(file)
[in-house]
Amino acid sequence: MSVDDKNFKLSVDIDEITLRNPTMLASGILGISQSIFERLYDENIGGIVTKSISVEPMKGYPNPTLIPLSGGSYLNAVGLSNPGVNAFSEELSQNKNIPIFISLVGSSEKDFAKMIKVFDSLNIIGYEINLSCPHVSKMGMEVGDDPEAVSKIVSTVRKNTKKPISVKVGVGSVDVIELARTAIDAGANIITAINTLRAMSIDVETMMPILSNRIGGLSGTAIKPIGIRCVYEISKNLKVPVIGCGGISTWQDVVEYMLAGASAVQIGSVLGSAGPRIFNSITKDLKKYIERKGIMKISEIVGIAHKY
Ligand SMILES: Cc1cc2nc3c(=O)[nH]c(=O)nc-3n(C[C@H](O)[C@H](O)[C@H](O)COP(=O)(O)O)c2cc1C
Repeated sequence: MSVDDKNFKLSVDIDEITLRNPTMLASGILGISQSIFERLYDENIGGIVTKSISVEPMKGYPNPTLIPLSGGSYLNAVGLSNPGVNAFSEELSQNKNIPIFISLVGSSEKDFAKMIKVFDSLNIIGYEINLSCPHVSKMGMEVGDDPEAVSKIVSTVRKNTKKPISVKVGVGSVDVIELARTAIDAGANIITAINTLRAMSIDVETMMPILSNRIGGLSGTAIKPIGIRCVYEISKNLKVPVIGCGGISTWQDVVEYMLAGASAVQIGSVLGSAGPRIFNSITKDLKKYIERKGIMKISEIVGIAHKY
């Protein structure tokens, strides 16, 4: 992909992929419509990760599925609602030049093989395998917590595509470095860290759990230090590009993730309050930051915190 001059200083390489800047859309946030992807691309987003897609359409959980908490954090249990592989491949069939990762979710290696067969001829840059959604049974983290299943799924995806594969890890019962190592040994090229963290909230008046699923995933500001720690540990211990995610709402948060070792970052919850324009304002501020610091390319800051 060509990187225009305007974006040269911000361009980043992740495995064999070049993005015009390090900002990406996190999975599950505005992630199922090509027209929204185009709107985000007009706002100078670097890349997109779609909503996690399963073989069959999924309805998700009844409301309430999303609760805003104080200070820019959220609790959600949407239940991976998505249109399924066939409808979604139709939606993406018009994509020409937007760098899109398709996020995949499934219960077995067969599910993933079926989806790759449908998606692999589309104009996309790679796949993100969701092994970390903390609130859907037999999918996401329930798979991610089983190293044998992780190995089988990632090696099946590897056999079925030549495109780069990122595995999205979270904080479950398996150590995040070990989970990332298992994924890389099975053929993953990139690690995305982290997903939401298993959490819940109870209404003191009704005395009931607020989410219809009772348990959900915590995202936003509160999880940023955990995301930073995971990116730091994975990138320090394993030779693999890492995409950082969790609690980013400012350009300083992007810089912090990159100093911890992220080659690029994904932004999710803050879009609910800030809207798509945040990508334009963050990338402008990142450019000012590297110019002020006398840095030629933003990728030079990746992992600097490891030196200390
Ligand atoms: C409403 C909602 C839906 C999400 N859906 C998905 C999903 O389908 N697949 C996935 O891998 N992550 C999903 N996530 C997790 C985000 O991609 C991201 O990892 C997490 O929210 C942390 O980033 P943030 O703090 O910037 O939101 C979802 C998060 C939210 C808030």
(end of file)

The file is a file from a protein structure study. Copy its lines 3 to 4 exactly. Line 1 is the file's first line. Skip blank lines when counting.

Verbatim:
Ligand SMILES: Cc1cc2nc3c(=O)[nH]c(=O)nc-3n(C[C@H](O)[C@H](O)[C@H](O)COP(=O)(O)O)c2cc1C
Repeated sequence: MSVDDKNFKLSVDIDEITLRNPTMLASGILGISQSIFERLYDENIGGIVTKSISVEPMKGYPNPTLIPLSGGSYLNAVGLSNPGVNAFSEELSQNKNIPIFISLVGSSEKDFAKMIKVFDSLNIIGYEINLSCPHVSKMGMEVGDDPEAVSKIVSTVRKNTKKPISVKVGVGSVDVIELARTAIDAGANIITAINTLRAMSIDVETMMPILSNRIGGLSGTAIKPIGIRCVYEISKNLKVPVIGCGGISTWQDVVEYMLAGASAVQIGSVLGSAGPRIFNSITKDLKKYIERKGIMKISEIVGIAHKY